Former New York Giants safety Landon Collins managed to do something that is not easy when he was introduced by the Washington Redskins Thursday afternoon as their big free agent signing — he managed to make the franchise and its owner, Dan Snyder, seem human.
“It’s very emotional to be at a place where my favorite player played, someplace I’ve always dreamed of, ready to put that Redskins uniform on,” Collins said, referring to Taylor as his childhood idol.
That’s not unusual — a generation of football players grew up idolizing Taylor, tragically killed after a break-in at his Miami home in 2007. The first words out of the mouth of the player Collins is replacing, safety D.J. Swearinger, in an introductory Redskins Nation interview in 2017, were about Sean Taylor. But this one was a little different.
The Collins signing — six years, $84 million, with $45 million, mind you, of that guaranteed — appears to be a Snyder-driven move. It’s a high-priced, high-profile early free agency attention-grabber — not the sort of free agent signing the Prince of Darkness, team president Bruce Allen, would make.
There may be an element of sentimental nostalgia to Snyder’s desire to land Collins. The owner may see him as the spiritual heir to Taylor, a fitting replacement, finally for a defensive star whose presence still seems to loom over the organization. Taylor and his legacy certainly seem to haunt Snyder.
Collins, 25, a personable, charismatic player, easily won his Redskins Park press conference when he told the story about how he was moved to tears at a dinner Wednesday night with Snyder after the Redskins owner presented him with a signed, game-worn number 21 Sean Taylor jersey.
It took Collins a few moments to gain his composure before sharing the story. “We were sitting there at dinner last night,” he said. “Mr. Snyder had a box at the table. I asked ‘What’s in the box?’ He said, ‘A gift for you.’ I asked, ‘Can I open it?’ He said ‘No, wait for your mom and your girl here,’ so I said, cool.”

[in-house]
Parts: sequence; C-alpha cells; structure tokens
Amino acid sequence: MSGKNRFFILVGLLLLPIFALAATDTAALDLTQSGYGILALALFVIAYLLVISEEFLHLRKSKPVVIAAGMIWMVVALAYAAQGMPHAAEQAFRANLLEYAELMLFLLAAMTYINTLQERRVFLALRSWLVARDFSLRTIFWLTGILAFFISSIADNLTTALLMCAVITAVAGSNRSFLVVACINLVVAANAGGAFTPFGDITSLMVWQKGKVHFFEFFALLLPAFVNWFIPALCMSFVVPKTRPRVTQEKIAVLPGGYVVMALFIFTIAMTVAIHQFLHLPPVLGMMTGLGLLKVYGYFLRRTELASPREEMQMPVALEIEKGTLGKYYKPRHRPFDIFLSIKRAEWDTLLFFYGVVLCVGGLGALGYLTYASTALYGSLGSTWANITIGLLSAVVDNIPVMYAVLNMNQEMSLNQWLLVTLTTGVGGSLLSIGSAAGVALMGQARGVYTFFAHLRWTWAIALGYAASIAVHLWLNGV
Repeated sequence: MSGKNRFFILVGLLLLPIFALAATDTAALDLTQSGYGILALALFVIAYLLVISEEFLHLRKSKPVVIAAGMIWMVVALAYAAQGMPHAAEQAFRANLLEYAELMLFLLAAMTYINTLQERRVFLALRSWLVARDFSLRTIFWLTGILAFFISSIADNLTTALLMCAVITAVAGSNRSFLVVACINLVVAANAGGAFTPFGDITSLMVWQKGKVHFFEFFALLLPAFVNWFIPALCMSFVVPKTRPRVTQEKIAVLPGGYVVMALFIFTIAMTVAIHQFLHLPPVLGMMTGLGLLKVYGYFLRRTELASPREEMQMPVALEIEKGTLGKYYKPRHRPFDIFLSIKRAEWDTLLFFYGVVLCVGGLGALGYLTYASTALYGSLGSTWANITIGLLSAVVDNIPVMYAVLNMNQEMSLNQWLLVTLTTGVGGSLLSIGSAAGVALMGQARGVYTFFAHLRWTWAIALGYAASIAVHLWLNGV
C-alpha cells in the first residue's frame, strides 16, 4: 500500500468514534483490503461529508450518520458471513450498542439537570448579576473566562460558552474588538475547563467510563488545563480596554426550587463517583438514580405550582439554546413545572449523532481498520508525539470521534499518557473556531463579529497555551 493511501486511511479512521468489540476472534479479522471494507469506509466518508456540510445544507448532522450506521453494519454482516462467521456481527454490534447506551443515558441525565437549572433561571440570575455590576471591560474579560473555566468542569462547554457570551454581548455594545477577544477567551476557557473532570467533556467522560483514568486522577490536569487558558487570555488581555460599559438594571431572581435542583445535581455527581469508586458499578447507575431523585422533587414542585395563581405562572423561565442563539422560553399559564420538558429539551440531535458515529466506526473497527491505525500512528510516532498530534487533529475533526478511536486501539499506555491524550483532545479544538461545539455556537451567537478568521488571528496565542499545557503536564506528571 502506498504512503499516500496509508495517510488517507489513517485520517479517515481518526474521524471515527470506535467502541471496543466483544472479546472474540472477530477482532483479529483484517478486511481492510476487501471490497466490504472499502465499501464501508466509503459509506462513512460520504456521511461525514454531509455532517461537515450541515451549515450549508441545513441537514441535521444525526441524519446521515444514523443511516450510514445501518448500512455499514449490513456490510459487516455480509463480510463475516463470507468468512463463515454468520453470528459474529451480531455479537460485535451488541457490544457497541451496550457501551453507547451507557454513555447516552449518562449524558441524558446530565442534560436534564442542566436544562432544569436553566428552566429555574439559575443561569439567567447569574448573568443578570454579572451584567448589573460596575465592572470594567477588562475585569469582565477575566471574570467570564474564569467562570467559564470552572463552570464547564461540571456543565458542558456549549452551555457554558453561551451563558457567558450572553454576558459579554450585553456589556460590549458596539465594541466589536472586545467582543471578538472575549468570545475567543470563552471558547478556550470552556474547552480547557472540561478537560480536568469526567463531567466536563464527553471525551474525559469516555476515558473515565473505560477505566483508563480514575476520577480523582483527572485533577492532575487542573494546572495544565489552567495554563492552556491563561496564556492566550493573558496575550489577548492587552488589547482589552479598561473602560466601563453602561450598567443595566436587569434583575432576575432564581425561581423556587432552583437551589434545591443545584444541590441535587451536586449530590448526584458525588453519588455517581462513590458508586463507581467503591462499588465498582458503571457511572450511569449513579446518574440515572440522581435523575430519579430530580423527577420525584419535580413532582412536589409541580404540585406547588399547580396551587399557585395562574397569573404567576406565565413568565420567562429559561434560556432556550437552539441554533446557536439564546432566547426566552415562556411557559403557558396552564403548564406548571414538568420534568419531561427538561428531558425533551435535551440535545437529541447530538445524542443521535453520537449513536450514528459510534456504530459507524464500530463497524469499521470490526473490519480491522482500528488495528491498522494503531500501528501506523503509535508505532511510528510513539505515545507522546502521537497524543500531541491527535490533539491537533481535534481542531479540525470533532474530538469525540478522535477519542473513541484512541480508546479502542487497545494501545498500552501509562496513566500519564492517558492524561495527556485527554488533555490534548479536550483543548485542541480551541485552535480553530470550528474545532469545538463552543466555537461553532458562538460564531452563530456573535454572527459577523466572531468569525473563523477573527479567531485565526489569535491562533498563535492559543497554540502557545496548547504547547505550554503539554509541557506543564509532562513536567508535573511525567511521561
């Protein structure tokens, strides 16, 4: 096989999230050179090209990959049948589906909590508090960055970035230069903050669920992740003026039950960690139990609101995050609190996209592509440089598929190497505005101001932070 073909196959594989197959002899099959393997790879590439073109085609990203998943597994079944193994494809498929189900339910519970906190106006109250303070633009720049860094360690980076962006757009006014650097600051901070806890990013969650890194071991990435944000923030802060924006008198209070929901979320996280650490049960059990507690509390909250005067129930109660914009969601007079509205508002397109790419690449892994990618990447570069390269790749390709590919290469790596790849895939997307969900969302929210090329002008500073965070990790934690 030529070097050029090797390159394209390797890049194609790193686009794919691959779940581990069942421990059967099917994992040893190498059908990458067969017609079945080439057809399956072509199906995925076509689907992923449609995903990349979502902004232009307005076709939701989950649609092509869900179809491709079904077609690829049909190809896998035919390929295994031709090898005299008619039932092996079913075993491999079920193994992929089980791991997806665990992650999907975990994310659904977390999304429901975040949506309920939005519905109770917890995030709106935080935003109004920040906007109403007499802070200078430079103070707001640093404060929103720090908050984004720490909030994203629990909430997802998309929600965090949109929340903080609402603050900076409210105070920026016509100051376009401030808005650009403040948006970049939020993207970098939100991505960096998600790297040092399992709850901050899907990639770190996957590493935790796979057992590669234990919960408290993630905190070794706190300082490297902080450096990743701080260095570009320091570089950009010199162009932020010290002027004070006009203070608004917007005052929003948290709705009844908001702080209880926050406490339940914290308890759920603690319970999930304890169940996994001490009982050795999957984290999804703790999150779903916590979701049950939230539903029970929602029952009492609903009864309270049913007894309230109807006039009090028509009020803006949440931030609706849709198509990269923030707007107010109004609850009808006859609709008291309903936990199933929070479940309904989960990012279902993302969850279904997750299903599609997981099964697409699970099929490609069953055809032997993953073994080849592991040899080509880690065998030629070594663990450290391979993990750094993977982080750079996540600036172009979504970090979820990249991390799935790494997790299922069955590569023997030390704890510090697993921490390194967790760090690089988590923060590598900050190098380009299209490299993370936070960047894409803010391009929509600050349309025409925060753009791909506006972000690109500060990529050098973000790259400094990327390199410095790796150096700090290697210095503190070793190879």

When Collins‘ son also asked about the gift. Snyder gave in and told Collins what was in the box and the story behind the jersey. “I can’t tell you the whole story, but it had all the emotion and passion behind it,” Collins said. “It was the story between him and Sean and how he told me he loved him as a son and saw him as everything.
“When he told me it was a game-worn jersey signed by him in the box, I instantly broke down,” Collins said. “He tried to hand me the box, but I couldn’t move. I was shaking. My son actually grabbed the box and started to open the box. I am still crying and emotionally. My son pulls the jersey out of the box, I still can’t touch the jersey, staring at it the whole time. The jersey is on the table everyone is looking at it at quiet. It took me about 30 to 45 minutes to calm down. I couldn’t even eat.”
Collins, who wore number 21 during his four seasons with the Giants — three as a Pro Bowl safety — was asked about the chance he could wear Taylor’s jersey. No one has worn number 21 since his death. “I don’t know,” Collins said. “I have to ask Mr. Snyder and we have to talk to his family … I love that burden. I love that passion. I love that on my shoulders. I definitely could carry that.”
This was a banner day at Redskins Park, a celebration of humanity inside the walls of the NFL’s haunted house. Those days are few and far in between, and certainly worth some of the money they are paying Collins. But at some point the tears will dry up, the Sean Taylor stories will have been told over and over again, and it will be time to play football for the Washington Redskins.
When that reality sets in, the tears may flow again.
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